“Pull” the Science: 2020 Antimicrobial Resistance Benchmark
Article by Phil Thomson, President, Global Affairs
GSK AMR Benchmark Scorecard
The second Antimicrobial Resistance Benchmark was published on 21 January, 2020. The benchmark compares how pharmaceutical companies are bringing AMR under control and covers R&D, responsible manufacturing, appropriate access and stewardship.
Antimicrobial Resistance (AMR) represents one of the gravest threats we face to global public health and the AMR Benchmark Report is an important assessment of the efforts being made in our industry to address this threat.
At GSK, we are applying our science to combat infections, with 27 R&D projects targeting priority pathogens, including pathogens deemed ‘critical’ and ‘urgent’ by the WHO and US Centers for Disease Control and Prevention (CDC). Of these projects, 15 relate to Vaccines and we continue to see vaccination as a major pathway to fight AMR.
It is good that the Benchmark recognises our contribution. But as the Report makes clear, AMR is a major threat to future health and economic security and more must be done. Engagement and action from governments and other relevant stakeholders, as well as the private sector, is key.
The UN recently called for “immediate, coordinated and ambitious action to avert a potentially disastrous drug-resistance crisis.”
The UK and US governments, and the EU, have all demonstrated leadership on AMR and should be recognised for their efforts. But we need more.
Finding new ways to fight antibiotic resistance
Are we ready for a world without antibiotics? At GSK we’re at the forefront of researching new ways to tackle some of the world’s biggest healthcare challenges. So as antibiotic resistance grows, we're investing in new ways to fight infection.
Progressing “pull” incentives to attract longterm R&D investment is a top priority for industry. The current antibiotic market is dysfunctional. Whilst there are grounds for optimism scientifically with prospects of targeted medicines, new diagnostic technologies and vaccination, the commercial market is unattractive. Recent bankruptcies of two antibiotic biotech companies bear witness to this.
Implementation of pull incentives would radically change the underlying economics for large and small companies alike.
While “push” incentives have resulted in some progress, they are insufficient to change the R&D landscape and, on their own, will not attract sustained R&D investment without a predictable market which delivers acceptable returns.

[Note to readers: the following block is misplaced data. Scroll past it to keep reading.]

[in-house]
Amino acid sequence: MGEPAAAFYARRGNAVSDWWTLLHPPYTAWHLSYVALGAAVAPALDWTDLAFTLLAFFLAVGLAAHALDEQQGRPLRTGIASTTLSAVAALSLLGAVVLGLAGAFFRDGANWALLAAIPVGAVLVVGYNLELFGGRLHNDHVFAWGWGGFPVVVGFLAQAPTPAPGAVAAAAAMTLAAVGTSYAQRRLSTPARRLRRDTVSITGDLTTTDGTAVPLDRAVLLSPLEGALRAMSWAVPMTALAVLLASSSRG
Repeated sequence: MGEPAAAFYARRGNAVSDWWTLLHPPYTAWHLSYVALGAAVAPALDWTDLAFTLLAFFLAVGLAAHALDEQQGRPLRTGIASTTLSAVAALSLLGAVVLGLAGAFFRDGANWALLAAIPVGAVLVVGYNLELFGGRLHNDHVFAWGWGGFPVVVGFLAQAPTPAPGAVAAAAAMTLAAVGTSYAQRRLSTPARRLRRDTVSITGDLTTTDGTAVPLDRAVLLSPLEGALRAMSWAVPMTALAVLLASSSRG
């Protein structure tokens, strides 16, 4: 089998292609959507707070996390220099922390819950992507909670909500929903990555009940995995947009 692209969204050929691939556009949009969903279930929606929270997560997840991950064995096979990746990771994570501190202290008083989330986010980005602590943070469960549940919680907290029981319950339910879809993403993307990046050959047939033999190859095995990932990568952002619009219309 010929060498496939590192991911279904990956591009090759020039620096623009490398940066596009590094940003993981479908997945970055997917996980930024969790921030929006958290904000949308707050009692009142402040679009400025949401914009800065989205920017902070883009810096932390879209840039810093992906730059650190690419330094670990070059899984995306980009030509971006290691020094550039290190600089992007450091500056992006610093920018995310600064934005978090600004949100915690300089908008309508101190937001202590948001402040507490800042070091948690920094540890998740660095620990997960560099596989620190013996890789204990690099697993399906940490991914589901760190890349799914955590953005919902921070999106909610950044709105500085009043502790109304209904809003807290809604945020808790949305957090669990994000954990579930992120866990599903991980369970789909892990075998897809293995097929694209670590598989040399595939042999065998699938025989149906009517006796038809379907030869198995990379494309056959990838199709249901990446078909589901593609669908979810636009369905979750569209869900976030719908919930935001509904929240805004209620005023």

However, pull incentives have seen little progress, despite a high-level of consensus and policy engagement across governments, industry groups, bodies such as the Gates Foundation, Wellcome Trust, and the medical community. Pilots have not moved the needle. The main obstacle is political – few votes are won by prioritising investment against future health risks, especially, in all honesty, when the beneficiaries are seen to be pharmaceutical companies.
It's worth reflecting on exactly what sort of companies would benefit. According to the Pew Trust there are around 40 antibiotics in development by industry. Over 90% of these, are being studied by small companies with more than 60% of them considered prerevenue.
Our focus on developing the next generation of antibiotics
Developing new antibiotics is very difficult, both scientifically and financially. But our antibacterial research is focused on developing the next generation of antibiotics and we have an active pipeline of potential new medicines in development.
We know pull incentives work: in the decade prior to passage of the Orphan Drug Act, only 10 products for rare diseases were brought to market – in the 30 years that followed, over 600 orphan drug indications (to treat or prevent a rare disease affecting less than 200,000 people) were approved by the FDA across over 450 distinct drug products.
To be effective, pull incentives must stimulate investment across the full product lifecycle, from discovery through development and onto the market – thereby making it attractive for biotechs and larger companies to invest in antibacterial efforts.
Different types of pull mechanisms could achieve the goals above: GSK supports IP based models (such as a Transferrable Exclusivity Voucher (TEV)), purchasing models (like the UK ‘Netflix’ pilot), and market entry rewards as the most viable – in that order.
We can plan for a better future on AMR. Not least if we “pull” the science. But we need leadership, action and decisions. Let’s hope we see some before the next AMR Benchmark Report.
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